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New must-have for home buyers: An office

By John Seelmeyer
Published: Last Updated on

The coronavirus pandemic is beginning to influence the kinds of homes that buyers want in Reno and Sparks.

But record-low interest rates on home mortgages are a far bigger factor these days, real estate professionals say.

With the sharp increase in the number of people working from home — one study estimates 42 percent of Americans were working exclusively at home offices this summer — dedicated spaces for work are increasingly important.

“According to an internal survey conducted by Reno-Sparks Association of Realtors, most buyers are now looking for a deliberate workspace with privacy to allow them to work from home,” says Erika Lamb, president of the association.

Christy Klingler, a Realtor with Dickson Realty, says the subject clearly has been on the minds of some of the buyers with whom she’s been working.

“I have had several comment on needing an office or looking specifically at places that have a room that could be an office because of the uncertainty of when they will return to work,” Klingler says.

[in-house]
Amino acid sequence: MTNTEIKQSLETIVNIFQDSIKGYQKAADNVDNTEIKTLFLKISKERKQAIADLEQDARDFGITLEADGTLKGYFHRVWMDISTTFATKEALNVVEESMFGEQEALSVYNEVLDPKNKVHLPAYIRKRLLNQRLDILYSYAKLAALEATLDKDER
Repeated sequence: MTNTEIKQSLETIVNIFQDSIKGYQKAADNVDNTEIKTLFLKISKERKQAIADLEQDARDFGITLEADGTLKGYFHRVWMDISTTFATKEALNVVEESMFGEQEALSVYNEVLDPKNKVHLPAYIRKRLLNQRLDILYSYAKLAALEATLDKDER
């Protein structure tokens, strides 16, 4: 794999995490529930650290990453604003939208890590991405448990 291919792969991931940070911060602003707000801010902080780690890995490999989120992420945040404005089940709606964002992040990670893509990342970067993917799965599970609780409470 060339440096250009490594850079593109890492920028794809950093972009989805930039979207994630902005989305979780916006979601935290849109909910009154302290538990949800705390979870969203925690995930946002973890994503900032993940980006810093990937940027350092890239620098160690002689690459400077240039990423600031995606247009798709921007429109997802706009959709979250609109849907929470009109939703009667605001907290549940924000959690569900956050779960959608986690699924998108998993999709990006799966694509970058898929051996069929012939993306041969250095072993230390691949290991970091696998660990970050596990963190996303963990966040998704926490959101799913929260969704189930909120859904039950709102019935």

Facing the prospect that they’ll be housebound for a while longer, buyers also are giving greater importance to backyard space that’s completed and ready for outdoor entertainment or play, says Lamb.

But they’re not necessarily looking for a bigger house.

“We have not had buyers specifically searching for a larger home as a result of the pandemic,” says Dan Smith, a branch manager and broker with Dickson Realty.

But he says remarkably low mortgage rates — a 30-year conventional loan has been running just a tad over 3% lately — allow buyers to purchase more home without taking on a larger monthly payment.

On the other hand, Smith says the inventory of homes for sale in Reno and Sparks is so tight these days that buyers don’t have a lot of opportunity to be picky about square footage.

How tight are inventories? The Realtors association said in June that the number of homes on the market represented 1.3 months of sales.  A balanced market typically offers inventories equal to five or six months of sales. The association said inventory levels tightened by 41% from May to June.

Those tight supplies, coupled with buyers’ eagerness to take advantage of low interest rates, are keeping prices afloat even during the pandemic.

During June, the Reno-Sparks Association of Realtors said 537 existing homes were sold through its Multiple Listing Service. That’s a decline of 6% in sales volume from the same month a year ago. The median price of an existing home in the region, however, was stable at $407,000.

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